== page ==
The Canadian Liberals’ campaign policy of a ‘Green Shift’ from income taxation to greenhouse-gas taxation is a boom to the working class that could also help undo the centralized, capitalist energy apparatus.
As a subscriber to revolutionary dual-power strategy in transition to socialist models, it is quite a thing for me to say anything good about a political party. Liberal leader Stéphane Dion and the Liberals, however, are presenting an opportunity to chip away at one of the major cornerstones in the current market system: that of centralized energy ala hydro-carbons. You see, the oil majors in conjunction with the state have been suppressing new energy technologies for quite some time. These particular technologies threaten to free us from their oil system, which sucks our income and shackles us to corporate institutions.
Don’t get me wrong; even though Dion’s plan gets a good share of its revenue from industry with no increased taxation on drivers at the pump, it will not have the strength to deliver us from the market’s monopolistic orientation, where technological applications are controlled by fat cats. But it will give us a small crack to squeeze de-commodified energy through our own participatory economic network (see the Federated Participatory Coops – dual-power strategy – in regards MeFCoop particularly).
Of course, the time-honored tradition of Liberal campaigning from the left with governance from the right must be remembered here. Although with this ‘Green Shift’ policy being the central Liberal campaign plank you’d think they’d be hard pressed to betray it especially if they’re given a bare minority government, which is the only likely scenario in Canadian politics right now.
The Liberal’s ‘Green Shift’ gives us low income earners a %10 income tax break to the tune of $15.3 billion, but weighs industry down with $10 per ton of carbon that rises to $40 within 4 years. This also has the benefit of not handing an immediate cap & trade market scheme for corporate players to get rich on. This is a real anchor to the centralized energy corporations and a freeing of dollars for consumers to make different choices for their energy needs.
Enter on-site (under your car hood) electrolysis of hydrogen: Many garage scientists have developed inexpensive devices that achieve high-frequency electrolysis off of mere amps (what an average car alternator puts out).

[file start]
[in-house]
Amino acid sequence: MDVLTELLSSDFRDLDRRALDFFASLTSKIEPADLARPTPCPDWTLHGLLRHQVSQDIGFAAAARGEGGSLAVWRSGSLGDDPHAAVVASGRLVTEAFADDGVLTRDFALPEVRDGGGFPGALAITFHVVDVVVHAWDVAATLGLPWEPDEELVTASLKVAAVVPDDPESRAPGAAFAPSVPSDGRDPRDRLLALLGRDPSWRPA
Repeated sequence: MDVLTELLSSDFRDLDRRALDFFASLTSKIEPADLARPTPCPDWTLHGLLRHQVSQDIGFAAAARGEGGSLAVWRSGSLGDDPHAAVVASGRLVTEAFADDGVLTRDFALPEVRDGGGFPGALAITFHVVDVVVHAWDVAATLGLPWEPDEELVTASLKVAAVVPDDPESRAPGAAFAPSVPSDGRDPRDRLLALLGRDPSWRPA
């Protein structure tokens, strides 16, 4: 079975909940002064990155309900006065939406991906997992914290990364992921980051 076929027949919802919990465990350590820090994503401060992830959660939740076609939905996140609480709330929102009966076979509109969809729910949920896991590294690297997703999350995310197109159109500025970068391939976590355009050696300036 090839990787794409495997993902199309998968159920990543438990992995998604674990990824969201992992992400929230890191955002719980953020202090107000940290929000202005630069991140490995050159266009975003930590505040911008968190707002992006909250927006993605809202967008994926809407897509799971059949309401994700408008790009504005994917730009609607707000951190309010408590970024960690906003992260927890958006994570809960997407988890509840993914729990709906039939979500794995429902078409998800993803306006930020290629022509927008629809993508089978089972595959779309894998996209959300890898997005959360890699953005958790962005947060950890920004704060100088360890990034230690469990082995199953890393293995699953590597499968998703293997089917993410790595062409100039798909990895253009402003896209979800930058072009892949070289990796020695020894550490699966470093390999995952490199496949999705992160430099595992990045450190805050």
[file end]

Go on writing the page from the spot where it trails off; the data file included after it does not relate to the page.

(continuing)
The on-site hydrogen devices are perfect for a participatory economic federation: they’re cheap to produce and only require a water refill every couple of weeks. The outcome would be the de-commodification of energy, which should prove a major blow to market capitalism and fractional reserve currencies. Mass dissemination of the technology has come up against market capitalism’s need for oil spending by the public and thus has been suppressed for a long time. Lead inventor Stan Meyers has experienced this first hand. Markets are so leveraged they would likely collapse without that real money velocity on the constant oil trade. The capitalist legal system (possession – property – is 9/10ths of the law) is of course a problem, but a patent in the parecon federated structure with proper legal resources could defend us long enough (a decade in delays and appeals) to disseminate the technology widely. Special attention may have to be given to the judiciary to ensure judges don’t contravene their own law too heavily in trying to put down socialist economic infrastructure.
The legal division of the proposed Memes Facilitation Co-op (MeFCoop – see the Federated Participatory Co-ops (FPC) white paper) could maintain the legal front via its large revenue streams from its contracts with the credit unions and large co-ops that form the ‘Stage 1’ FPC economic network. MeFCoop’s power would have to be large to protect the advancement of socially governed economic capacity. Free energy, while a cornerstone technology of ‘the commons’, is but one of the new orientations to socially governed productive assets that we will have to advent in order to escape corporate-market controlled economics.
The Liberal platform being scaled back to childcare benefit cheques from their old policy of universal childcare would also be a huge gift to Federated Participatory Co-ops, as it would give a participatory economic network large government subsidies to create a daycare network that could be tied into families’ patronage of Participatory Co-ops. So if you are a family that holds an account, mortgage, insurance policy, etc., with an FPC credit union, shops with our grocery and big-box (MEC and REI) apparel co-ops, you could have a progressive subsidy in Participatory Day Cares. This could bring a family down from, say, $25 (for those with no FPC patronage record) to $5 a day per child. This is an incentive for families to tie into the revolution… Families that spend a lot of income (without much savings capacity) on the kind of staple industries that a participatory economic federation would have to prioritize in the development of a strong foundation. A good partnership with the added bonus of advancing educational institutions with trajectories towards a participatory, just society.
Let’s get this creative… Let’s get our own economic capacity so that we can maneuver constructive policy around the opportunities that the corporate state presents to us. The hard organizing for our own institutions, so we can point to better alternatives than neoliberal ones, could prove quite useful.